The ocean has an enormous influence on our lives. It’s a playground for children and adults, a lifestyle, a livelihood, a source of food, home to millions of fascinating creatures, it’s a place of trade, sport, romance, sailing and cruising adventures. Many of us have a treasure trove of seaside childhood memories. There’s even a gene which lures people away to the sea – a personality trait called thalassophilia. If you’re feeling that inescapable pull towards the waves, this party theme might be just the thing to quench your thirst.
How to create nautical theme candy bars and parties for kids:
Red, white and blue is the natural choice for a shipshape colour combo. This child’s jaunty birthday candy bar by Kelly features white and several shades of blue with splashes of red to highlight the theme. The candy bar table set-up is simple: A plain dark blue cloth draped with a white fishing net and white boxes for the rear section. The personalised bunting is very nautical with stripes, boats, anchors and ship’s wheels, setting the tone of the candy buffet from first sight.
The cake pops (next to the Strawberries and Cream) are also in blue and white, and the macarons are powder blue and creamy white. Elegant White cake stands are used for the standout cake items. Placing them on white boxes gives them height, presence, and accessibility for hungry guests, rather than having to reach around the jars in the front. We also love the birthday cake with its bottom layers resembling ocean waves and a cute sailboat on top. The whole effect is accentuated with festive bunting made with icing that’s draped around the top layer.
Kelly has cleverly used white rope tied in traditional sailor’s knots around the candy buffet jars, as well as blue anchors on the identifying labels. Some of the lollies include: White Rock Candy Crystal Sticks, Red, White and Blue Mini Jelly Beans, Strawberries and Cream, White Toffee Bon Bons, White Fizzoes, Navy Blue and White Swirl Rock Candy Lollipops which stand upright in a tin bucket filled with white sugar.
The plate of cupcakes in the front have nautical emblems on the icing: anchors, seahorses, lobsters, dolphins and teddy bears dressed up as sailors. They look too adorable to eat!
Other ideas: We love these jelly sailboats with mandarin slices for a baby shower (by karaspartyideas.com) and the nautical chocolate wrappers by SweetSnazzy.
How to create nautical theme candy bars and parties for grown-ups:
For a start, add the Chevron design to your themed party accessories. Did you know the zig zag design comes from a V-shaped line on the sleeve of a uniform indicating rank or length of service?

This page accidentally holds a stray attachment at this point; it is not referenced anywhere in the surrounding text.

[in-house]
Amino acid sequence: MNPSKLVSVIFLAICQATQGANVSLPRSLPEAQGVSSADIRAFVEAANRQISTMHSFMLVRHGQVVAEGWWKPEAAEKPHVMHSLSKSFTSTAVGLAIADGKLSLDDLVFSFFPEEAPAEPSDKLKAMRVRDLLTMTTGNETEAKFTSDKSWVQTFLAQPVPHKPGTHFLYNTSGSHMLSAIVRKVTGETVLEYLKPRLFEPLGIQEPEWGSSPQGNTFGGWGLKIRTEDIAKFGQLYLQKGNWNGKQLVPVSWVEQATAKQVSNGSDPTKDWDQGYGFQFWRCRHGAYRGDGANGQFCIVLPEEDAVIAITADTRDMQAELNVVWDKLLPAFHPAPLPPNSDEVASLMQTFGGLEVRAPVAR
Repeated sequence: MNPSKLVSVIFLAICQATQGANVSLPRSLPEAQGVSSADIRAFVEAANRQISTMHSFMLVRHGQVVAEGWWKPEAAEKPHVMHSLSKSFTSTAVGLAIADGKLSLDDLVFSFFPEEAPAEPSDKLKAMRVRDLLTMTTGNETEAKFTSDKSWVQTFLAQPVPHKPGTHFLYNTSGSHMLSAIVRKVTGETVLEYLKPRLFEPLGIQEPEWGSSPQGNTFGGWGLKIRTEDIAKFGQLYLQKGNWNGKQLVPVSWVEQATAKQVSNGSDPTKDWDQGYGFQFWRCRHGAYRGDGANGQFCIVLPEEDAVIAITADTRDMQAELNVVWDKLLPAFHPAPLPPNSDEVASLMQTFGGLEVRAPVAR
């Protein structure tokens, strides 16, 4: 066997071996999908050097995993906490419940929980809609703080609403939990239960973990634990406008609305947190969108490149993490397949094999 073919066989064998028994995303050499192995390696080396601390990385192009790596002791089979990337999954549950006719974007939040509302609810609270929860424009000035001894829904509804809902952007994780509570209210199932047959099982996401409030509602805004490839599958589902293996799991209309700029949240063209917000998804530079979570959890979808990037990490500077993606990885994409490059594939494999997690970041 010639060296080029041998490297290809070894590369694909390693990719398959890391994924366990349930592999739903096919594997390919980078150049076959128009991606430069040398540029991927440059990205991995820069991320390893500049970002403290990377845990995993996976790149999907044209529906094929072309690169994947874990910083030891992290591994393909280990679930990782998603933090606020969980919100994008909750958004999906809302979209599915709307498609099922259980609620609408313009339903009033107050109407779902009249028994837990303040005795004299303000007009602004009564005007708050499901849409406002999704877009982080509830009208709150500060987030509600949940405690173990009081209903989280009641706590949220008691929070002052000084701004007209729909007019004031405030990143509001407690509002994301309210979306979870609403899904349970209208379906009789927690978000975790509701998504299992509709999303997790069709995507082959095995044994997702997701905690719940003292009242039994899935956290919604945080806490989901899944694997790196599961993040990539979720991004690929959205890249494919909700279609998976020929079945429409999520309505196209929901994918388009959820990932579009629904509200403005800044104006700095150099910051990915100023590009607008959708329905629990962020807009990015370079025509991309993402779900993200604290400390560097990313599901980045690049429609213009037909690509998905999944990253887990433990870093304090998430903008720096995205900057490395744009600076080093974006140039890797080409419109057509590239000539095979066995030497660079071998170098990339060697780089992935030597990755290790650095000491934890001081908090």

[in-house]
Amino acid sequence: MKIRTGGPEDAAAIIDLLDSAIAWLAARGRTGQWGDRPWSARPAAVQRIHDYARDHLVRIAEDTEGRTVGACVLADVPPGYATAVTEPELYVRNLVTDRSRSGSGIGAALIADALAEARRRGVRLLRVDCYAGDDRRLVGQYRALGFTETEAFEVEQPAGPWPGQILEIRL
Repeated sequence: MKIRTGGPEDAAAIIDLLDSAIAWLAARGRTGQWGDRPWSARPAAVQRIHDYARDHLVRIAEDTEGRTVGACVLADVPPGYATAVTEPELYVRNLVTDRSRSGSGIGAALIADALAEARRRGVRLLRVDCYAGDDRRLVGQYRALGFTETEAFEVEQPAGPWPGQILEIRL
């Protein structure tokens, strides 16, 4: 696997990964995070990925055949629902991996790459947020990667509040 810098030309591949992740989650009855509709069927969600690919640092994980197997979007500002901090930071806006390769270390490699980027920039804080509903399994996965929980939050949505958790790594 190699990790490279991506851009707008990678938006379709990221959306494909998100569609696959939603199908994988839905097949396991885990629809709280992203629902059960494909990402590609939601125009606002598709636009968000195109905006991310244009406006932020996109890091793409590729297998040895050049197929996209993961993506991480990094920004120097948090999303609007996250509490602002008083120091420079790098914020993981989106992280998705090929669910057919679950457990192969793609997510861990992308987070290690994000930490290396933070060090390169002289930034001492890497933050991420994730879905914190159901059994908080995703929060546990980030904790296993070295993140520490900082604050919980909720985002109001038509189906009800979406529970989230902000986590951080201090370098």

Starfish are widely used as homeware and party decorations. The one pictured above, fished up in Queensland, is a truly dramatic blue colour. If you can’t find real dried starfish (though they’re pretty widely available in Australia), you could always make your own from Salt Play Dough. The talented ladies at birdsparty.com have made beautiful starfish (pictured below) from the dough.
The amount of salt is important. Not only does it act as a preservative, it will also discourage inquisitive guests from eating it. As many mums would know, adding a few drops of food colouring make for a particularly striking shade. Several drops of blue would create an even more dramatic shade of starfish.
Salt Play Dough
- Mix 2 cups white flour, 1 cup salt and enough cold water to make a dough similar to bread dough texture. Knead it well.
- Shape it into starfish – ask your kids to help. Nimble, little fingers love play dough’s creativity.
- Allow the shapes to dry for up to 48 hours, turning them over now and then to speed up the drying.
- After they’re dry, use a fine sandpaper to smooth rough edges.
- If you need them straight away, cook them in the oven at 200 deg C until rock hard, but beware of overcooking because they’ll become crusty. Cover them with foil to avoid that.
Starfish – real or handmade – are used effectively here for the table centrepieces at a wedding reception and for the cupcakes by Glam Candies. It’s hard to tell if the beach flotsam on top of the icing is edible or not, it looks so realistic. We assure you it is.
You could also go beyond red, white and blue to create a more beachside effect: think turquoise, opaque greens, golden sand, bleached shells, distressed wood, ships’ lights, and gleaming brass.
Hurricane lamps filled with shells and starfish will make atmospheric table centrepieces for a beach party, while ships’ style onion pendant lights gleaming with brass would add ambiance to an indoor occasion.
Remember tin buckets? Digging trenches and making sandcastles that got washed away when the tide came in? And for bailing out a leaking boat? Buckets are mostly plastic nowadays, but Candy Bar Sydney’s buckets are nostalgia-value tin. You can fill them with lollies, use them to stand up lollipops, the way Kelly did in the children’s candy buffet. Use salt instead of sugar for a grown-up party. You could also stack cutlery in them, use them as containers for table centre flowers, or throw in ice and a bottle of your favourite bubbly (or p’raps a cheeky bottle of rum).
Rock candy is probably the most traditional lolly for nautical parties. It’s also known as Blackpool Rock after the English beach of the same name, pictured below.
Rock candy is most commonly flavoured with peppermint or spearmint. It’s sold at seaside resorts throughout the UK, Ireland, and in parts of Australia. And of course, at Candy Bar Sydney!